Nosemonkey's EUtopia

In search of a European identity

European Elections: Prospects and Projections – the vote

From a conference I’m attending today organised by Brunel University’s Magna Carta Institute. First speaker, Peter Kellner, from polling agency YouGov. Hastily-typed notes follow:

“I’ve never been so uncertain about an election that’s only nine days away than I am today”

Last time, more people voted for a party other than Labour/Conservative than Labour and Conservatives combined

Lib Dems seem to do worse in Proportional Representation elections than First Past The Post

The expenses scandal’s effect on the polls seems to have stabilised, but could be more twists

Current projections (as of the morning of 26th May, so likely to shift)

Tories – 26-28% (roughly the same as 2004) – a month ago would have been 35% at least

Labour – c.20-22%, though wouldn’t be surprised if they ended up on 18-19%
(If turnout = 35-40%, that means only c.8% of the electorate voting for the governing party)

Lib Dems – 15% last time, and likely to be there or there abouts this time – maybe 16-17%

UKIP – 16% last time; at the moment looks like they’re slightly up (17-19%) – but 3 weeks ago = 7% (Telegraph expenses stories boosted them to 19% in a week); “the key thing we find is that UKIP voters are the most determined of all the supporters to say they are going to vote”; BUT: “past evidence shows ‘certain’ voters aren’t certain at all”

Greens – 9% – last time = 6% and got two seats, but largely due to London and the South East having most MEPs, so a lower threshold – wouldn’t have got seats in any other region. 1-2 more seats maximum, depending on how close the fight is for the last seat in other regions – benefiting from the expenses scandal

BNP – last time got 5%, but no seats (their strong regions have a higher percentage threshold for election due to fewer MEPs); this time it’s possible they may get to 8-9% in London and get a seat; North West (Nick Griffin); Yorkshire and Humberside; West Midlands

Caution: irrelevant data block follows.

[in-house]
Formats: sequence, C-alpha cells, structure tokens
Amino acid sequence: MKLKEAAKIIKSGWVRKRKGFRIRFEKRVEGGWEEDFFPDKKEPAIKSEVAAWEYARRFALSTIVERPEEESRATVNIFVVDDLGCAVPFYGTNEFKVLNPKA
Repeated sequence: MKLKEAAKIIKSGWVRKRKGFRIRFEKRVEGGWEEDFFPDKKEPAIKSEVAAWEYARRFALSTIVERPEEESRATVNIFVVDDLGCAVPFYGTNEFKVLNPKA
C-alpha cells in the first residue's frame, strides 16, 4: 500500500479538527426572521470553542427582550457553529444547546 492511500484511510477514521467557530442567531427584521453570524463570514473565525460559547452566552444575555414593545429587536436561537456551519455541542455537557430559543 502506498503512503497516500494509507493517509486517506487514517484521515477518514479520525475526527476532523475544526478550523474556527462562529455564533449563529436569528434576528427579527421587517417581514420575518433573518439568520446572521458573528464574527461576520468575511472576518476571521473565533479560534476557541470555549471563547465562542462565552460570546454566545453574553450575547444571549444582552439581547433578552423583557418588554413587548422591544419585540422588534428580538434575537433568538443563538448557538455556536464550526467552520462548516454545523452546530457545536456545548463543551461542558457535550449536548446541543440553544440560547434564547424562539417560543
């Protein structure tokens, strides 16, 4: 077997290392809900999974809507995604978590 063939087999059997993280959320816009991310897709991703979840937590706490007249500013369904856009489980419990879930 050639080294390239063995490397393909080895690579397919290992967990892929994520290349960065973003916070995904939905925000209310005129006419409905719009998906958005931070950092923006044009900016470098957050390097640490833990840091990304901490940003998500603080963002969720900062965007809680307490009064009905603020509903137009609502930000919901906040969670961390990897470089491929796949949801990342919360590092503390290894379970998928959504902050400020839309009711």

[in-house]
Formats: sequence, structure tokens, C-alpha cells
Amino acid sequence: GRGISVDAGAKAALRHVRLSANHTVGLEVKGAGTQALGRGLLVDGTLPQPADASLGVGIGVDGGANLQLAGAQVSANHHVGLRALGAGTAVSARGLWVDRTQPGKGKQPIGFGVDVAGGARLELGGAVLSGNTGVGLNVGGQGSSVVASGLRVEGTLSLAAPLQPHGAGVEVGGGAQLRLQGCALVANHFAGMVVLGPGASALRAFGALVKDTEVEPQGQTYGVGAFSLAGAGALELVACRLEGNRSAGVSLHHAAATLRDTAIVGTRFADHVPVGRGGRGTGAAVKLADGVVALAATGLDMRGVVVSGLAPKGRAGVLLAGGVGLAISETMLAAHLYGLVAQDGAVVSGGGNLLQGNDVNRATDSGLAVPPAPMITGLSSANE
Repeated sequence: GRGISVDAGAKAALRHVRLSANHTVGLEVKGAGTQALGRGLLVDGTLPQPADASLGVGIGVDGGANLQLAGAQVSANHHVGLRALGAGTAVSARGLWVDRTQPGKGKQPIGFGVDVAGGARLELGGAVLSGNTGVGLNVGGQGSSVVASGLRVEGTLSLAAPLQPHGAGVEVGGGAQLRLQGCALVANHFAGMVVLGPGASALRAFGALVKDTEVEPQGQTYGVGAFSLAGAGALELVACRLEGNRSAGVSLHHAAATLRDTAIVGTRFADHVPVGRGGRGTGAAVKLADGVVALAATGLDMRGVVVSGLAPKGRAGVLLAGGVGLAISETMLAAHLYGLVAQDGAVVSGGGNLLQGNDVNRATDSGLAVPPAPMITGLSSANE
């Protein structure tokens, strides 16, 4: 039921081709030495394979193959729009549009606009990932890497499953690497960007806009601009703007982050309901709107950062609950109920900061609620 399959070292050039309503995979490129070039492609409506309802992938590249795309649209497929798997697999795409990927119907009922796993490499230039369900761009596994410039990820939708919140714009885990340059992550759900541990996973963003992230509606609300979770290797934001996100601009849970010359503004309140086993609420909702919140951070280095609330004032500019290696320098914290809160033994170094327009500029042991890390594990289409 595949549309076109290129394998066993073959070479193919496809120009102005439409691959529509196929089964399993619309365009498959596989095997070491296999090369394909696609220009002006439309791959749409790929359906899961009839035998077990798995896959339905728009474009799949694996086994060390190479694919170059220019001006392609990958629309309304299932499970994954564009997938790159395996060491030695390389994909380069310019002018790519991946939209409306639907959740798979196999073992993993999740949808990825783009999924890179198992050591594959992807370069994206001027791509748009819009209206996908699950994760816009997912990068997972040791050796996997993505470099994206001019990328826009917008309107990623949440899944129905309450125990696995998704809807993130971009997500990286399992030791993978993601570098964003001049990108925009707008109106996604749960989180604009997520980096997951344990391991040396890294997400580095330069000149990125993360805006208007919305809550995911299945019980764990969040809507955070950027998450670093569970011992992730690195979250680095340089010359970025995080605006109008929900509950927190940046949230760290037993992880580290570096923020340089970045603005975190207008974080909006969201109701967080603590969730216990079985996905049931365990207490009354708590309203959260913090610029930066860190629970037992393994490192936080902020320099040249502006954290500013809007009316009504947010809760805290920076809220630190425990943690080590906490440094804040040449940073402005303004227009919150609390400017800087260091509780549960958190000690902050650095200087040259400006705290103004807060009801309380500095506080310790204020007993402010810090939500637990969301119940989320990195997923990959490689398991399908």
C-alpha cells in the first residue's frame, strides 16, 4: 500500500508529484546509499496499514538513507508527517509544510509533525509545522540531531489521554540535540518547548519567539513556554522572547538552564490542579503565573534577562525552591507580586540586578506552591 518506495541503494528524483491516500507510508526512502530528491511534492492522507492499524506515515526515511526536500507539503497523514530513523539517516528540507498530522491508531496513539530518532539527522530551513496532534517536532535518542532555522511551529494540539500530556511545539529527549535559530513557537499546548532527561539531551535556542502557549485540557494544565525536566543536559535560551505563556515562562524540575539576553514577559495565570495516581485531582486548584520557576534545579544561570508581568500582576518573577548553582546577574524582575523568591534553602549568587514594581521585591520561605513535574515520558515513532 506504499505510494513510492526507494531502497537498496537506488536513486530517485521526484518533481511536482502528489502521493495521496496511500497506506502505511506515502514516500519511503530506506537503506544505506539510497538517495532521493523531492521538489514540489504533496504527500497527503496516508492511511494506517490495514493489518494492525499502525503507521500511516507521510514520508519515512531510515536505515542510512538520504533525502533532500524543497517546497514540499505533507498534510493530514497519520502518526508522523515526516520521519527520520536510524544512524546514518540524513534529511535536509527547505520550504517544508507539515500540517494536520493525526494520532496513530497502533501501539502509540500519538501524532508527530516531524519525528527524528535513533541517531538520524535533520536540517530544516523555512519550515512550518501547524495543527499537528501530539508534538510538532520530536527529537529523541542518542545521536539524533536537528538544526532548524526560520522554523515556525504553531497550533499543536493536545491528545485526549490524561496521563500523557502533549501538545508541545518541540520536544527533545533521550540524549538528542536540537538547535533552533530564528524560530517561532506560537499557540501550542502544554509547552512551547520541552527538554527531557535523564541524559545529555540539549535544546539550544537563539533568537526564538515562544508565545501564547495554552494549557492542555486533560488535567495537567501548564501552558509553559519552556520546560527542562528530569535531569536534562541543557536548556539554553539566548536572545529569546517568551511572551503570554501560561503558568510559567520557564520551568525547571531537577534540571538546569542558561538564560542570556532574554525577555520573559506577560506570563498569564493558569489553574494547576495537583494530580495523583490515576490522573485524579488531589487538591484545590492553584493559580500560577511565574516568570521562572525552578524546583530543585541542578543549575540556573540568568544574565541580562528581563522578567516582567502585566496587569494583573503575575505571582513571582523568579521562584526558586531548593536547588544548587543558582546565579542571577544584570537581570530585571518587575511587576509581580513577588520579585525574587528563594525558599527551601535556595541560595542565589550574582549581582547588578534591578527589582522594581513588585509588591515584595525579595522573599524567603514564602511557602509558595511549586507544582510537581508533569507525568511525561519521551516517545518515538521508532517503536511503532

Note 1:– it’s a tiny margin between getting NO seats and getting FOUR seats for the BNP
Note 2: latest YouGov poll puts them at 7%; ICN poll in the Guardian on Saturday put them at 1% – probably due to reluctance to admit to BNP over the phone; YouGov = online, so possibly more anonymous and honest

SNP / Plaid Cymru – will probably keep the same number of MEPs and similar share of the vote

Northern Ireland – different electoral system – single transferable vote, so likely to be similar in outcome to 2004, though likely with Sinn Fein with the largest share of the vote

Turnout – this was c.25% 1999, but there were no local elections; in 2004 it went up to 35% last time (almost certainly due to local elections – there were no local elections in Scotland in 2004 and turnout was only 30%)
Note: Because county elections are taking place the same time as EU ones this time around, turnout is likely to be above 30% again
Possible party effect: Local elections this year are mostly in Conservative areas (countryside not cities); Tory areas tend to have higher turnout than Labour anyway – so Tories may end up doing slightly better thanks to local election turnout boost

One Comment

  1. Regarding turnout, you’ve overlooked the other big factor last time and that was four of the biggest regions in England had all-postal voting. It was here that the biggest changes in turnout were seen. There’s no all-postal voting this time, so the turnout is actually more likely going to be lower than you suggest.